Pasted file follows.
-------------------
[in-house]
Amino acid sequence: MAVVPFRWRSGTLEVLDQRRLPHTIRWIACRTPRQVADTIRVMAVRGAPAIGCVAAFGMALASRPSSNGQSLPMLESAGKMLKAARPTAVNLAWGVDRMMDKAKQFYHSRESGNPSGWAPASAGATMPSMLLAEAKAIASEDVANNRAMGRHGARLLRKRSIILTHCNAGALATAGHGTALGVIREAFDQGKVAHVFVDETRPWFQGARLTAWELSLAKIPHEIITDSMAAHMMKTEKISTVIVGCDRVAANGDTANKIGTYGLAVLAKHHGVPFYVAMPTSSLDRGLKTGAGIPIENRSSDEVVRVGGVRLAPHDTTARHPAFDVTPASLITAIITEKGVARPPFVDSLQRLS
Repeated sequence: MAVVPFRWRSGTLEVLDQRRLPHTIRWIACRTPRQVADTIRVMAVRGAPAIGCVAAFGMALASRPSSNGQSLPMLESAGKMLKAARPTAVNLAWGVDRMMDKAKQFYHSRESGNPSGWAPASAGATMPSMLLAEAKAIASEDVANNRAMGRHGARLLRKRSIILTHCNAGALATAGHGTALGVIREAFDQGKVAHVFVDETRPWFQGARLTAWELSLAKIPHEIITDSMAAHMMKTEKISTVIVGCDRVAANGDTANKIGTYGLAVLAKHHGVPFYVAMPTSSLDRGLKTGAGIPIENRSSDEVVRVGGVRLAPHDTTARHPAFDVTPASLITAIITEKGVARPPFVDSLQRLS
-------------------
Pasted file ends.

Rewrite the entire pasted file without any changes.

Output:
[in-house]
Amino acid sequence: MAVVPFRWRSGTLEVLDQRRLPHTIRWIACRTPRQVADTIRVMAVRGAPAIGCVAAFGMALASRPSSNGQSLPMLESAGKMLKAARPTAVNLAWGVDRMMDKAKQFYHSRESGNPSGWAPASAGATMPSMLLAEAKAIASEDVANNRAMGRHGARLLRKRSIILTHCNAGALATAGHGTALGVIREAFDQGKVAHVFVDETRPWFQGARLTAWELSLAKIPHEIITDSMAAHMMKTEKISTVIVGCDRVAANGDTANKIGTYGLAVLAKHHGVPFYVAMPTSSLDRGLKTGAGIPIENRSSDEVVRVGGVRLAPHDTTARHPAFDVTPASLITAIITEKGVARPPFVDSLQRLS
Repeated sequence: MAVVPFRWRSGTLEVLDQRRLPHTIRWIACRTPRQVADTIRVMAVRGAPAIGCVAAFGMALASRPSSNGQSLPMLESAGKMLKAARPTAVNLAWGVDRMMDKAKQFYHSRESGNPSGWAPASAGATMPSMLLAEAKAIASEDVANNRAMGRHGARLLRKRSIILTHCNAGALATAGHGTALGVIREAFDQGKVAHVFVDETRPWFQGARLTAWELSLAKIPHEIITDSMAAHMMKTEKISTVIVGCDRVAANGDTANKIGTYGLAVLAKHHGVPFYVAMPTSSLDRGLKTGAGIPIENRSSDEVVRVGGVRLAPHDTTARHPAFDVTPASLITAIITEKGVARPPFVDSLQRLS